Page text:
Until recently, Charlie McArdle was Director of Operations at Lhasa Limited, a Leeds based organisation who are world leaders in data and knowledge sharing for Life Sciences. Heading up the Operations function, Charlie implemented wide ranging strategic change, including growing Operations from about 40 people to just over 80 before he left.
As part of this change, Charlie helped revise the hiring strategy and recruitment process, to concentrate on potential, with compelling results.
Claire Ackers, Director at Leeds-based IT recruitment firm Adesse Search, interviewed him to find out more …
1) Tell us about the Operations teams when you joined Lhasa, and what position they were in when you left?
When I started in 2009, the Operations team comprised of a Knowledge team, a Database team and a Software Engineering team. At the time, the three separate teams lacked formal processes and project management and were struggling to deliver what was needed on time and to the required quality in terms of numbers of features.
During my time Lhasa evolved into a project focused organisation based on sound processes. We introduced a Project Management Office and Test team to help with the work being carried out by Operations. Moving from traditional Waterfall to Agile methodologies. This really improved responsiveness and quality.
2) What are your thoughts on the IT & Technology sector in Yorkshire?
It’s vibrant, there are a lot of great things happening across the whole sector, there are many creative and innovative companies that people don’t even know exist, let alone realise that they are based in Leeds (and Lhasa Limited is a prime example).
This impacted on our ability to attract talent and Lhasa had been struggling with recruitment for a number of years, as a growing organisation, there was so much more work we could do if only we could find the people to do it.
3) Describe your original recruitment process, and selection criteria
When we did attract suitable candidates, we followed a very traditional candidate management approach. We would review CVs by ticking off the candidate’s skills and experience against key criteria contained in the Job Descriptions. Successful candidates would progress to telephone screening and then the lucky few on to face to face interview. The process could take several weeks.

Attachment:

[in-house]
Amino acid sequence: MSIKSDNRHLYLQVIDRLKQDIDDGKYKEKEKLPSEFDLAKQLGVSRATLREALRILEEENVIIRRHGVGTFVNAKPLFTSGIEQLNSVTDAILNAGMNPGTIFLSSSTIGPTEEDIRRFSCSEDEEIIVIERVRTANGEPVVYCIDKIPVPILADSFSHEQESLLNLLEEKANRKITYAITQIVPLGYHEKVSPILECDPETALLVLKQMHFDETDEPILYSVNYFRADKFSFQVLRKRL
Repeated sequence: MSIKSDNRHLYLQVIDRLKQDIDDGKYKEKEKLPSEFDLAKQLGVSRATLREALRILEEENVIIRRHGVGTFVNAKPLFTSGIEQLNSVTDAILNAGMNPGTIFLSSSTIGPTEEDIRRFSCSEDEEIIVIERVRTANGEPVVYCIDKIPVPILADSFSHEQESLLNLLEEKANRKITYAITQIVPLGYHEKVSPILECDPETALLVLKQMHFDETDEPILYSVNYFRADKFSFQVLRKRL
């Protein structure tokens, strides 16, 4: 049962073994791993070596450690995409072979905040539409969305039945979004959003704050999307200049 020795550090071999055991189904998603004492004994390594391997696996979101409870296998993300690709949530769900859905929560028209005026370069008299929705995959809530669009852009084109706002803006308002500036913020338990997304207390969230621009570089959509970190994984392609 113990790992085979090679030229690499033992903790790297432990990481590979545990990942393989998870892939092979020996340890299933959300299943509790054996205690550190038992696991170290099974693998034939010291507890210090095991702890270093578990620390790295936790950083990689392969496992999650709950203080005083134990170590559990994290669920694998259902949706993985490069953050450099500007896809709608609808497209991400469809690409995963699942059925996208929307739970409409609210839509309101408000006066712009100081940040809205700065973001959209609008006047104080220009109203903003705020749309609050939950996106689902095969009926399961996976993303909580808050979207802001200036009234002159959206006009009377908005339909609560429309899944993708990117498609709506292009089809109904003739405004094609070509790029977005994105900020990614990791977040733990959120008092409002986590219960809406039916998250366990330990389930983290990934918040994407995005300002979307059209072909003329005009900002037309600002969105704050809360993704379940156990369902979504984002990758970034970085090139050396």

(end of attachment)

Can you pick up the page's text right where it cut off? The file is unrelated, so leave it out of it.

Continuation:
4) What problems was it causing?
Once people came through the door, they were quick to see that we were doing interesting and different work and not just building the more usual business solutions, however, other companies were snapping up candidates before we managed to speak with them and so we were missing out.
The senior management team were challenged by the Board of Trustees to explore options for changing the way we were recruiting, and we did just that.
5) Tell us about the strategy you implemented?
To me it is all about identifying the ‘stars of the future’ – people with that extra spark and untapped raw talent, rather than looking at evidence to prove that they can do a particular job. To do this we needed to concentrate on assessing attitude, behaviours and potential, whilst speeding up our recruitment process.
Following a period of investigation we engaged with 2 consultancies to help train us on LAB – Language and Behaviour motivation.
6) Describe the process – what do you do?
We started by benchmarking our current people and identifying a set of criteria for the ideal candidate’s behaviours. We then re-worded our recruitment adverts (to attract the type of people who would thrive in the culture and workplace Lhasa provides), updated our job descriptions and devised a new set of interview questions.
These questions drilled deeper down than traditional competency-based questions alone. We were not just looking for evidence that a prospective employee had a certain skill, or they had done something similar in the past, but were also concerned about how they would respond in certain scenarios. This gave insight into how they think and behave allowing us to assess whether they would help drive things forward in the right ways.
7) What benefit has it brought to the business?
It has enabled Lhasa Limited to attract and recruit, and retain, some exceptionally talented people over the last few years. They have taken on responsibility extremely quickly, being proactive and showing initiative by identifying and then implementing their own great ideas.
8) Have there been any bumps in the road implementing it?
Oh yes, lots of people were sceptical at first, and it took time to embed in the culture. Seeing positive results has helped gain acceptance.
9) Why has it worked so well in Lhasa?
There are many very good people working there, committed to the organisation and usually receptive to trying out new ideas. These people are used to taking a scientific, evidence-based approach though, so it was a leap of faith for some of them.
10) What advice would you give other senior managers thinking about adopting this strategy?
To keep an open mind and look to try out new ideas, because doing more of the same will probably just get more of the same results which may not be good enough in this fast paced world of rapid (technological) change.
The challenge for businesses is to get people with the right attitude, behaviours and potential. Skills can be taught and knowledge gained.
Setting aside a healthy training budget helped too!
11) What’s next for you Charlie?
I’m looking to join an organisation where I can work with people, sharing my experience and knowledge, to help deliver beneficial business solutions so that I can once again leave a lasting, positive legacy.
Claire Ackers, Director at Leeds-based IT recruitment firm Adesse Search, interviewed Charlie in January 2017.
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